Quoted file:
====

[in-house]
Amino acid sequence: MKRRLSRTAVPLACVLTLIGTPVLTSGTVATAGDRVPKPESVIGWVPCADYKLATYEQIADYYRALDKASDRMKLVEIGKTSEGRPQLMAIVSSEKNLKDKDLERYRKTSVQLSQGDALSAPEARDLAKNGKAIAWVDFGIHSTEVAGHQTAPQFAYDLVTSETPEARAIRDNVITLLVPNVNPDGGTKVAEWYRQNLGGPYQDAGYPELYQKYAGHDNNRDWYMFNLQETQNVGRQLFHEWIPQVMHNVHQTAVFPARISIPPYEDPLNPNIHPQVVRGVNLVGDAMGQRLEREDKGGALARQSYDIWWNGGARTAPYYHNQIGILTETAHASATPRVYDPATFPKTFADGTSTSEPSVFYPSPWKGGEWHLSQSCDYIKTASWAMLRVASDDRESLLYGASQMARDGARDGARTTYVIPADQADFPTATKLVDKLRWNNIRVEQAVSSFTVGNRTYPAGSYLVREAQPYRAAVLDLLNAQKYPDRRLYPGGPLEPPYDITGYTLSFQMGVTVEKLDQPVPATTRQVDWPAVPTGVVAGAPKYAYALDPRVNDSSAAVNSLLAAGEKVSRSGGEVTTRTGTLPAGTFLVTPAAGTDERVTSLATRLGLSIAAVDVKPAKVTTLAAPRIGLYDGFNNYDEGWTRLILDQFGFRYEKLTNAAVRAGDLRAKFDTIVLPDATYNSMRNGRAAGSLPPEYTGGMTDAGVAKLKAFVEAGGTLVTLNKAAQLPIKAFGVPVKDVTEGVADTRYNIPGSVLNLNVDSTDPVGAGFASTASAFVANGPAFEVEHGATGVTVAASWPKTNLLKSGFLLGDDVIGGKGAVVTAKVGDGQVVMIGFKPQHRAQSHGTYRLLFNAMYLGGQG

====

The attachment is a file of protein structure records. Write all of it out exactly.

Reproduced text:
[in-house]
Amino acid sequence: MKRRLSRTAVPLACVLTLIGTPVLTSGTVATAGDRVPKPESVIGWVPCADYKLATYEQIADYYRALDKASDRMKLVEIGKTSEGRPQLMAIVSSEKNLKDKDLERYRKTSVQLSQGDALSAPEARDLAKNGKAIAWVDFGIHSTEVAGHQTAPQFAYDLVTSETPEARAIRDNVITLLVPNVNPDGGTKVAEWYRQNLGGPYQDAGYPELYQKYAGHDNNRDWYMFNLQETQNVGRQLFHEWIPQVMHNVHQTAVFPARISIPPYEDPLNPNIHPQVVRGVNLVGDAMGQRLEREDKGGALARQSYDIWWNGGARTAPYYHNQIGILTETAHASATPRVYDPATFPKTFADGTSTSEPSVFYPSPWKGGEWHLSQSCDYIKTASWAMLRVASDDRESLLYGASQMARDGARDGARTTYVIPADQADFPTATKLVDKLRWNNIRVEQAVSSFTVGNRTYPAGSYLVREAQPYRAAVLDLLNAQKYPDRRLYPGGPLEPPYDITGYTLSFQMGVTVEKLDQPVPATTRQVDWPAVPTGVVAGAPKYAYALDPRVNDSSAAVNSLLAAGEKVSRSGGEVTTRTGTLPAGTFLVTPAAGTDERVTSLATRLGLSIAAVDVKPAKVTTLAAPRIGLYDGFNNYDEGWTRLILDQFGFRYEKLTNAAVRAGDLRAKFDTIVLPDATYNSMRNGRAAGSLPPEYTGGMTDAGVAKLKAFVEAGGTLVTLNKAAQLPIKAFGVPVKDVTEGVADTRYNIPGSVLNLNVDSTDPVGAGFASTASAFVANGPAFEVEHGATGVTVAASWPKTNLLKSGFLLGDDVIGGKGAVVTAKVGDGQVVMIGFKPQHRAQSHGTYRLLFNAMYLGGQG